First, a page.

Was quite a while since I last looked into GNU Radio’s Performance Counters [1]. Turns out, they changed quite a bit. The current implementation is no longer based on the strange ICE framework, but uses Apache Thrift. I guess there are good reasons for this, but the user experience, certainly, was not the driving force :-)

As far as I see, GNU Radio requires Thirft 0.9.2, which is not even part of the most recent Ubuntu release. Since I didn’t find a PPA, I installed packages that are seemingly from one of the developers.

Once Thrift is installed, you should run cmake again and assert that thrift is explicitly listed in the activated components, since only gr-ctrlport does not do anything.

-- ######################################################
-- ######################################################
--   * python-support
--   * testing-support
--   * volk
--   * gr-ctrlport
--   * * thrift      <----- !!!!
--   * gr-blocks
--   * gr-fec
[...]


Under OSX it looked better in the beginning, as I found an up to date Thrift in homebrew. That was, however, not too successful either; it caused very strange compile errors that could only be resolved by switching to C++11. Compiling GNU Radio with C++11, in turn, also didn’t work since recent commits broke C++11-support… After fixing some variable declarations it finally compiled.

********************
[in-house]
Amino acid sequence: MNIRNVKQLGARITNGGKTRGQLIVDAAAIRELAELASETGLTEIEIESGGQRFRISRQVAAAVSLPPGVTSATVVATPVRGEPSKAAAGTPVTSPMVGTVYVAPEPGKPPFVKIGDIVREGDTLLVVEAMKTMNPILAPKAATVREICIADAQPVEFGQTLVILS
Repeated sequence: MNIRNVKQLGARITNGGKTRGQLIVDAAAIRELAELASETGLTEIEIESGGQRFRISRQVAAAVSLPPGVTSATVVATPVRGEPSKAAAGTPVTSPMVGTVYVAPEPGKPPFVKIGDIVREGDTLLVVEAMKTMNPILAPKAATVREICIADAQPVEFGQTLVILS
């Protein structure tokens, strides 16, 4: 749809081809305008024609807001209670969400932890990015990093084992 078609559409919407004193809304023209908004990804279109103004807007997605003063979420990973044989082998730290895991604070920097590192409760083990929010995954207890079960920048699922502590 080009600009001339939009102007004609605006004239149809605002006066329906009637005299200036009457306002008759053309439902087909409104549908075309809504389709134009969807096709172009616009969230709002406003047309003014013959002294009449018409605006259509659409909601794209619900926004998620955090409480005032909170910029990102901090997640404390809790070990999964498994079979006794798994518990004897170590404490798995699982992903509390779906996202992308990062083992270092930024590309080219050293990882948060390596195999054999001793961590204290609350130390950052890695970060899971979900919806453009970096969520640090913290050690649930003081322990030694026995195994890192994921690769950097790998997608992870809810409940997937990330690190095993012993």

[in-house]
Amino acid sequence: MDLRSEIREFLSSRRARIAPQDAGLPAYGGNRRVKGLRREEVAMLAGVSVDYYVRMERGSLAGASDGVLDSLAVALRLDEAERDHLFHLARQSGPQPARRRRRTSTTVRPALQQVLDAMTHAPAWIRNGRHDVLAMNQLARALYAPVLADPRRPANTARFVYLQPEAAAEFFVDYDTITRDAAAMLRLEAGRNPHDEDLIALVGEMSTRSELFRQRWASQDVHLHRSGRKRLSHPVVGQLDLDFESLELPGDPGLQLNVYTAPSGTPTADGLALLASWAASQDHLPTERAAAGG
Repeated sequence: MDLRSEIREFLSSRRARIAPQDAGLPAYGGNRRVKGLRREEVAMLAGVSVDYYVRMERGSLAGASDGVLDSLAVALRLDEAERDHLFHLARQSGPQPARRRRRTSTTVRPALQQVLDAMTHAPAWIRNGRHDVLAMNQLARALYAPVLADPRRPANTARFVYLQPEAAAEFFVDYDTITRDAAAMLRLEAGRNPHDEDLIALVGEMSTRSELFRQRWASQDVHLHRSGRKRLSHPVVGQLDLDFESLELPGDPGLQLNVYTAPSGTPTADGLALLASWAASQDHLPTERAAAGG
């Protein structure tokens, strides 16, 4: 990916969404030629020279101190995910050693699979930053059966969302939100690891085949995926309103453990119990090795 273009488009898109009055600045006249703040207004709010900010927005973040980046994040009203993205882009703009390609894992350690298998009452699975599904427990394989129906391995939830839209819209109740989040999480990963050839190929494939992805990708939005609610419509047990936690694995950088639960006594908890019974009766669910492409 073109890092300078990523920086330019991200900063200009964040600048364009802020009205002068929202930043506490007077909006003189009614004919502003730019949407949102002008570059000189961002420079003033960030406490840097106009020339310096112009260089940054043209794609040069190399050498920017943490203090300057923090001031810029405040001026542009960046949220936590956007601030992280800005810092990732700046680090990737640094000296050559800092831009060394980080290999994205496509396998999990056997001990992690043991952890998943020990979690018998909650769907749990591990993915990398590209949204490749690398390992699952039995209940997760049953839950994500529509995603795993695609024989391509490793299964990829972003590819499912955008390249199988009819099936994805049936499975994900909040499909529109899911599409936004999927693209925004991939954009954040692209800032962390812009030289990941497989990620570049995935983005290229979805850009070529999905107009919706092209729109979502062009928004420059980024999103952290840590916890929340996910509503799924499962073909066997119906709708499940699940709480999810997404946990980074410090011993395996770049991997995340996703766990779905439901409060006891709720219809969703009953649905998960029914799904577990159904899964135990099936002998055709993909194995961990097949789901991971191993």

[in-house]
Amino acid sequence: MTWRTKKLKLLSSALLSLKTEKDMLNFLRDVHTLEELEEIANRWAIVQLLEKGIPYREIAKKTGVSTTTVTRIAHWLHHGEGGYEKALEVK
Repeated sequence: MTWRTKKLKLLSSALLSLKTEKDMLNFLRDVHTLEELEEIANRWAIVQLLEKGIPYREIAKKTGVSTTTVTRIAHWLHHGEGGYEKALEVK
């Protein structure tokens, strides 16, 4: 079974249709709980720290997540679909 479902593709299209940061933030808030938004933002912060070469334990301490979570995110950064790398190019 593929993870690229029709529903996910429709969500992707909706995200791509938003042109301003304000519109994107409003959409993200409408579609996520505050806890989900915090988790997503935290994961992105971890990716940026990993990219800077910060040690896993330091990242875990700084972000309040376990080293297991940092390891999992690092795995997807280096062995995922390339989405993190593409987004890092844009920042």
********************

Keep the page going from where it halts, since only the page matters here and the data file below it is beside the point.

Once everything is installed, Performance Counters can be enabled in ~/.gnuradio/config.conf like so

[ControlPort]
on = True
edges_list = True

[PerfCounters]
on = True
export = True


Now, when you start a flow graph you should see a new message with the port that exposes the interface to the flow graph’s controls and performance counters. Look for something like

INFO: Apache Thrift: -h tronn -p 62735


Note, you don’t have to change the flow graph for this message to appear. You can, however, add a Ctrlport Monitor, which automatically starts a GUI interface whenever the flow graph is started. The GUI connects to the Control Port interface of the flow graph and allows to get and set the different values.

## Performance Measurement

What I actually wanted to measure was the cumulative CPU time of the individual blocks of my WiFi receiver. This is interesting since it allows to identify bottlenecks and get a bit of an understanding how it will scale with bandwidth and the number of frames per second.

I updated my tool that connects to a flow graph and dumps the values into a CSV. If you are interested, it is part of gr-foo—the project where I dump blocks that are not project specific.

I made a non-GUI version of my WiFi receiver flow graph and used it to receive 435 byte frames with a rate of 10 frames per second. With my 2011 MacBook Air this worked without any overruns (even though the load was pretty high). The distribution of the cumulative CPU time looked like this:

The colors correspond to the different parts of the receiver. The first part—labeled Stream-based—contains the blocks that do frame detection. These blocks have to process all samples and, thus, their load scales linearly with the bandwidth of the signal. The second part—labeled Frame-based—is triggered when a frame is detected and, of course, scales with the number of frames per second and some also with the length of the payload.

1. T. W. Rondeau, T. O’Shea, and N. Goergen, “Inspecting GNU Radio Applications with ControlPort and Performance Counters,” in ACM SIGCOMM 2013, 2nd ACM SIGCOMM Workshop of Software Radio Implementation Forum (SRIF 2013). Hong Kong, China: ACM, August 2013, pp. 65–70.